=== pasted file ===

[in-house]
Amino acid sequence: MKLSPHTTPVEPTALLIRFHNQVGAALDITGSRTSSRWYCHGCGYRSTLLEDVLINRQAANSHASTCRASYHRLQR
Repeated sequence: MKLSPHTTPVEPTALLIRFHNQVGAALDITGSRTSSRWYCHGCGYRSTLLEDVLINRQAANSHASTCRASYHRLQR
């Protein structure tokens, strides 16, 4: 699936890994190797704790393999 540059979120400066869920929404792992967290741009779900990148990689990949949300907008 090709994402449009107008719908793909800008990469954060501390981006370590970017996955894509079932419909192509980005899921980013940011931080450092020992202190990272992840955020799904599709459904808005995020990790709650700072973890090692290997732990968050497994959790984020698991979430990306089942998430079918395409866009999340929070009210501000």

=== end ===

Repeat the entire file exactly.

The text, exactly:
[in-house]
Amino acid sequence: MKLSPHTTPVEPTALLIRFHNQVGAALDITGSRTSSRWYCHGCGYRSTLLEDVLINRQAANSHASTCRASYHRLQR
Repeated sequence: MKLSPHTTPVEPTALLIRFHNQVGAALDITGSRTSSRWYCHGCGYRSTLLEDVLINRQAANSHASTCRASYHRLQR
């Protein structure tokens, strides 16, 4: 699936890994190797704790393999 540059979120400066869920929404792992967290741009779900990148990689990949949300907008 090709994402449009107008719908793909800008990469954060501390981006370590970017996955894509079932419909192509980005899921980013940011931080450092020992202190990272992840955020799904599709459904808005995020990790709650700072973890090692290997732990968050497994959790984020698991979430990306089942998430079918395409866009999340929070009210501000």